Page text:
The Financial Services Housing and Insurance Subcommittee continued its examination of the troubled Federal Housing Administration (FHA) today with a hearing that focused on several of the agency's programs that operate outside its mission.
This was the subcommittee's third hearing this year examining FHA and the need to reform the agency.
"FHA runs its operations contrary to the most basic principles of insurance and is nearing insolvency, putting taxpayers at risk of another government bailout," said Subcommittee Chairman Randy Neugebauer (R-TX). "Members on both sides of the aisle strongly support FHA's core mission of providing access to credit for lower-income borrowers and first-time homebuyers. There still is a general consensus in favor of strengthening and improving FHA, without risking further taxpayer exposure."
Today's hearing examined the mortgage insurance programs the FHA operates for multifamily housing, health care facilities and reverse mortgages -- all of which are activities that reach far beyond the agency's original mission. The FHA's original mission is to provide mortgage financing opportunities for low-income and first-time homebuyers.
Given that the FHA was designated a "high risk" agency by the Government Accountability Office earlier this year, many wonder whether the FHA can viably carry out its original mission, much less these other programs that are not related to its mission.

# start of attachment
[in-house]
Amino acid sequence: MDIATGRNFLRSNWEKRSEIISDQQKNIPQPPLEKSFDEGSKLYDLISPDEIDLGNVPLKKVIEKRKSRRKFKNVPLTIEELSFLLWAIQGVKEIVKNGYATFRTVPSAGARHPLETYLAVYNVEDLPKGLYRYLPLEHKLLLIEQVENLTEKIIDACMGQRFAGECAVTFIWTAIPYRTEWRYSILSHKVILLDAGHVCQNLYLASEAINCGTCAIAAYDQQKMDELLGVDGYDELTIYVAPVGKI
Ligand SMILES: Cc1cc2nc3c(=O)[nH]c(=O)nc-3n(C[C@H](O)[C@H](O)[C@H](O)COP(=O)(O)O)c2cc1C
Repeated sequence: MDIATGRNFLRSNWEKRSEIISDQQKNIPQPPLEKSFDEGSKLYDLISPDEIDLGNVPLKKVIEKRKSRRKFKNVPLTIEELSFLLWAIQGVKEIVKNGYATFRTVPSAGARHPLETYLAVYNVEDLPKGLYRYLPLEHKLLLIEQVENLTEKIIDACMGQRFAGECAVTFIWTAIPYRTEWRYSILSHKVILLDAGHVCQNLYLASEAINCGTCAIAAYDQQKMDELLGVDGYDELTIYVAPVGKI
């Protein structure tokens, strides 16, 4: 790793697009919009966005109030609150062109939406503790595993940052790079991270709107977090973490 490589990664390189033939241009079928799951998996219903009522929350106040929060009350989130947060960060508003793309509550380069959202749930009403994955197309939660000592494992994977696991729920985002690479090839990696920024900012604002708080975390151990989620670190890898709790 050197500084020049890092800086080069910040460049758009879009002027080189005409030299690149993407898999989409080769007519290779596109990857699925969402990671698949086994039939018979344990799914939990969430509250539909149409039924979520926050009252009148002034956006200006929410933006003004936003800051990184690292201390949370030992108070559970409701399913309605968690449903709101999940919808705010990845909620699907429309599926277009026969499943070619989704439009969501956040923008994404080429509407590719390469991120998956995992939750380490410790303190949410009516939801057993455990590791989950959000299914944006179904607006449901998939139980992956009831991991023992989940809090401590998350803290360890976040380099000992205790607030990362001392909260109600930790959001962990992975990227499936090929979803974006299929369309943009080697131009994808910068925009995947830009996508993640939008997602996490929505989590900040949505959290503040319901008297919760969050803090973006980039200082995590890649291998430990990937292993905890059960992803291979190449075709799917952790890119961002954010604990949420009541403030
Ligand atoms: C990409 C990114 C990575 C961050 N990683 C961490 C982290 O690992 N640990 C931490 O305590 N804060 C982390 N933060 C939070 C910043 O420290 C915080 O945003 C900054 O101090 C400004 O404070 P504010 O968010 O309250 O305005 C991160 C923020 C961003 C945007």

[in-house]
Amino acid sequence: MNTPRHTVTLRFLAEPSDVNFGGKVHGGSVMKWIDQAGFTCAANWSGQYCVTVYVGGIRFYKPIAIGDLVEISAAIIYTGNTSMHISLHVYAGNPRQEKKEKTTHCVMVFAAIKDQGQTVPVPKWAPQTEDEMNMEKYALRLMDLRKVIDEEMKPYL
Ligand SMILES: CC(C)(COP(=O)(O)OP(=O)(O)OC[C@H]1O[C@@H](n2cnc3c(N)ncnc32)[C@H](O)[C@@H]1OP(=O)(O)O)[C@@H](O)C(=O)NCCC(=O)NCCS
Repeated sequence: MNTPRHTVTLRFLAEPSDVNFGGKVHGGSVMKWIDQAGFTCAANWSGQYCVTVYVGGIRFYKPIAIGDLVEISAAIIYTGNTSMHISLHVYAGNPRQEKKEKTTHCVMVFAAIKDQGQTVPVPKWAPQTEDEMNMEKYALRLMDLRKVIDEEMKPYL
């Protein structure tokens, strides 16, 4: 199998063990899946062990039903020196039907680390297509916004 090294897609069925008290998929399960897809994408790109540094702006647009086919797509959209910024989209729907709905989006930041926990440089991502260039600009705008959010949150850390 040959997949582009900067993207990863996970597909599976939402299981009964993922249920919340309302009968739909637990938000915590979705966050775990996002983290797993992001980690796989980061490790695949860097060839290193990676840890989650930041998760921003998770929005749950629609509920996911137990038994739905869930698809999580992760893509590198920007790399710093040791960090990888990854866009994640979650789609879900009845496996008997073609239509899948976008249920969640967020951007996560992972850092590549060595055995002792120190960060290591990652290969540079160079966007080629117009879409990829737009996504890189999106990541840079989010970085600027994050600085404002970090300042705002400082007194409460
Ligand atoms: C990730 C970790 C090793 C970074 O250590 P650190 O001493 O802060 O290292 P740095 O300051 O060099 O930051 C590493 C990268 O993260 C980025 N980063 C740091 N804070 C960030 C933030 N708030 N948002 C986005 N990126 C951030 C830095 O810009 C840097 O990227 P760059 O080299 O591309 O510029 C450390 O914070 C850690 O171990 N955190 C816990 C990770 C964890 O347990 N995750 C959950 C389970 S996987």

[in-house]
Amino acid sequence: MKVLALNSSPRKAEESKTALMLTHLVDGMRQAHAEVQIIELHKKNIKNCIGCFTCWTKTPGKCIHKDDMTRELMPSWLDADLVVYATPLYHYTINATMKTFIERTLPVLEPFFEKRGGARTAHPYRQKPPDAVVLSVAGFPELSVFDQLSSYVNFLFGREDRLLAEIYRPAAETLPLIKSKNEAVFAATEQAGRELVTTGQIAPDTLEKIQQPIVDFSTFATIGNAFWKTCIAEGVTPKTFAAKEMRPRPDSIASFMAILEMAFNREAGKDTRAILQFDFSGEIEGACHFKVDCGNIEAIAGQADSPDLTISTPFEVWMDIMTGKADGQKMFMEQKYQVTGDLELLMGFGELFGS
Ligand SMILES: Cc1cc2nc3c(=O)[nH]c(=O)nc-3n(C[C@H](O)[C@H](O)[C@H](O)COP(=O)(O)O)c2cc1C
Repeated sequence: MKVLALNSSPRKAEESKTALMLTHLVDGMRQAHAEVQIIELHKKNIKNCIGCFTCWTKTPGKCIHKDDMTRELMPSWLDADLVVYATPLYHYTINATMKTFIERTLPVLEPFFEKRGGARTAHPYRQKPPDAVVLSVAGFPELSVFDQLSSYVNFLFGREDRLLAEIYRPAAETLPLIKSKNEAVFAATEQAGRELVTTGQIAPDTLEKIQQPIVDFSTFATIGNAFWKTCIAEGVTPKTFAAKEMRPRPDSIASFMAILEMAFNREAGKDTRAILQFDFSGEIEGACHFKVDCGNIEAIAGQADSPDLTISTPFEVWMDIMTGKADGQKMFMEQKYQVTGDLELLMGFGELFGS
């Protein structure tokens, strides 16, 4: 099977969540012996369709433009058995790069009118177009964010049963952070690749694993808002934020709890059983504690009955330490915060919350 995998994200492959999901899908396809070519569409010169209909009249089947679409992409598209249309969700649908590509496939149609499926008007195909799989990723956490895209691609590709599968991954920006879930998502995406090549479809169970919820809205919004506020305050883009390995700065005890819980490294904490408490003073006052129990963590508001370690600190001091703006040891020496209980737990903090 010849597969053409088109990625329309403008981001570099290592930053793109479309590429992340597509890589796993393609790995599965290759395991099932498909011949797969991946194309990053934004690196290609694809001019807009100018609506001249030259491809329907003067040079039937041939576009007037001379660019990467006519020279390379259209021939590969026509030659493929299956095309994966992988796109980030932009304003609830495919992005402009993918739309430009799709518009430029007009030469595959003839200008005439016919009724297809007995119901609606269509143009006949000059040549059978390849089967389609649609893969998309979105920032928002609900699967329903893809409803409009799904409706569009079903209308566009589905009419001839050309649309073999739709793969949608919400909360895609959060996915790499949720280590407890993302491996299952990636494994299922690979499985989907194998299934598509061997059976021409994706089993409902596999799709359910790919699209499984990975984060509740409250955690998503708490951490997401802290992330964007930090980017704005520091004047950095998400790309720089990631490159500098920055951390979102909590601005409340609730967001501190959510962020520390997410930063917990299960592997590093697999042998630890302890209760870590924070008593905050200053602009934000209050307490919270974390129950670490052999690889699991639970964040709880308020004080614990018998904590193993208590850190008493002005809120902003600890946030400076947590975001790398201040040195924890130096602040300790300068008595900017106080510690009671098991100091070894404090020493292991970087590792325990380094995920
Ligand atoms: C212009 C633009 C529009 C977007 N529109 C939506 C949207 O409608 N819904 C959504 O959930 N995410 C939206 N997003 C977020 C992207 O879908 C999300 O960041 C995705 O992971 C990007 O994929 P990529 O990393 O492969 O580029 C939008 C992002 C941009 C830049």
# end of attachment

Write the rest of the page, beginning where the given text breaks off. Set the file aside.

In addition to insuring single-family mortgages, the FHA also insures other kinds of mortgages--such as those for multifamily rental housing and health care facilities--through a separate insurance fund called the General Insurance and Special Risk Insurance Fund. While this fund is not projected to incur losses in the near term, many are concerned about the role the FHA plays in the multifamily market and that its policies subject taxpayers to undue risk.
Due to a lack of transparency in the GI/SRI Fund, Congress cannot fully assess the fiscal state of the FHA's multifamily insurance program.
The FHA also operates an insurance fund for reverse mortgages that enables those aged 62 or older to obtain additional income by borrowing against the equity in their homes. To make these mortgages possible, the reverse mortgage insurance provided by FHA protects lenders from losses due to non-payment.
In recent years, as home prices have fallen, many experts have become concerned about losses in the FHA's reverse mortgage portfolio. An independent actuarial review released last November estimated that the economic value of the FHA's reverse mortgage insurance program was negative $2.8 billion.